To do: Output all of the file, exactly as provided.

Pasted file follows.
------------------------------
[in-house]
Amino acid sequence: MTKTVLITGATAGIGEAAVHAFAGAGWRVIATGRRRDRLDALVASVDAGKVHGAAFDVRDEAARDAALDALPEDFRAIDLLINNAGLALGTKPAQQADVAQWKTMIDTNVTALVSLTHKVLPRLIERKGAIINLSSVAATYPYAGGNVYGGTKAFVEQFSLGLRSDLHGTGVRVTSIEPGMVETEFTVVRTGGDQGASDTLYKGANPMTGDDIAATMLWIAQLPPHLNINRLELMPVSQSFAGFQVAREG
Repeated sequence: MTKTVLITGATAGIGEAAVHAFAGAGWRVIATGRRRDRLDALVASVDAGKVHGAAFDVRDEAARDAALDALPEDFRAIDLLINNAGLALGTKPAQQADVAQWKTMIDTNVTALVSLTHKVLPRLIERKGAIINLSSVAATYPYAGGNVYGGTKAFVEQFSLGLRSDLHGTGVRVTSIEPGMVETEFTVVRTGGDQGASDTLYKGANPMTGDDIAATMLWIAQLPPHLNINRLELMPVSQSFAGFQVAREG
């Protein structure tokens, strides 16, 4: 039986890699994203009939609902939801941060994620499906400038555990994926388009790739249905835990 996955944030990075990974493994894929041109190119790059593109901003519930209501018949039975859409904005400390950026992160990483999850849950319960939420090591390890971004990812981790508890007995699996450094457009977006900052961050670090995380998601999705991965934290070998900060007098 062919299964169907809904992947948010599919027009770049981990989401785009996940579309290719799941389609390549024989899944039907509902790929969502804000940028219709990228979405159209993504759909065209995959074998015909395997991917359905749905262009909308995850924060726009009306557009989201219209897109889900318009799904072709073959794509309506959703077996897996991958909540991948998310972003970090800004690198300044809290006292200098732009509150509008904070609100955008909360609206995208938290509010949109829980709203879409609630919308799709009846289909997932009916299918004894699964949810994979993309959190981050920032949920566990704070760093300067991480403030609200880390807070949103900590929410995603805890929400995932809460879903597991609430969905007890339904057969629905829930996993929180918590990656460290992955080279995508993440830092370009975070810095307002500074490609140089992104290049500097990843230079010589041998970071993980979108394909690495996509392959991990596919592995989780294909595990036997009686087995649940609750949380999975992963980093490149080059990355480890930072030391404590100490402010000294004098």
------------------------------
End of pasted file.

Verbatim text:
[in-house]
Amino acid sequence: MTKTVLITGATAGIGEAAVHAFAGAGWRVIATGRRRDRLDALVASVDAGKVHGAAFDVRDEAARDAALDALPEDFRAIDLLINNAGLALGTKPAQQADVAQWKTMIDTNVTALVSLTHKVLPRLIERKGAIINLSSVAATYPYAGGNVYGGTKAFVEQFSLGLRSDLHGTGVRVTSIEPGMVETEFTVVRTGGDQGASDTLYKGANPMTGDDIAATMLWIAQLPPHLNINRLELMPVSQSFAGFQVAREG
Repeated sequence: MTKTVLITGATAGIGEAAVHAFAGAGWRVIATGRRRDRLDALVASVDAGKVHGAAFDVRDEAARDAALDALPEDFRAIDLLINNAGLALGTKPAQQADVAQWKTMIDTNVTALVSLTHKVLPRLIERKGAIINLSSVAATYPYAGGNVYGGTKAFVEQFSLGLRSDLHGTGVRVTSIEPGMVETEFTVVRTGGDQGASDTLYKGANPMTGDDIAATMLWIAQLPPHLNINRLELMPVSQSFAGFQVAREG
């Protein structure tokens, strides 16, 4: 039986890699994203009939609902939801941060994620499906400038555990994926388009790739249905835990 996955944030990075990974493994894929041109190119790059593109901003519930209501018949039975859409904005400390950026992160990483999850849950319960939420090591390890971004990812981790508890007995699996450094457009977006900052961050670090995380998601999705991965934290070998900060007098 062919299964169907809904992947948010599919027009770049981990989401785009996940579309290719799941389609390549024989899944039907509902790929969502804000940028219709990228979405159209993504759909065209995959074998015909395997991917359905749905262009909308995850924060726009009306557009989201219209897109889900318009799904072709073959794509309506959703077996897996991958909540991948998310972003970090800004690198300044809290006292200098732009509150509008904070609100955008909360609206995208938290509010949109829980709203879409609630919308799709009846289909997932009916299918004894699964949810994979993309959190981050920032949920566990704070760093300067991480403030609200880390807070949103900590929410995603805890929400995932809460879903597991609430969905007890339904057969629905829930996993929180918590990656460290992955080279995508993440830092370009975070810095307002500074490609140089992104290049500097990843230079010589041998970071993980979108394909690495996509392959991990596919592995989780294909595990036997009686087995649940609750949380999975992963980093490149080059990355480890930072030391404590100490402010000294004098």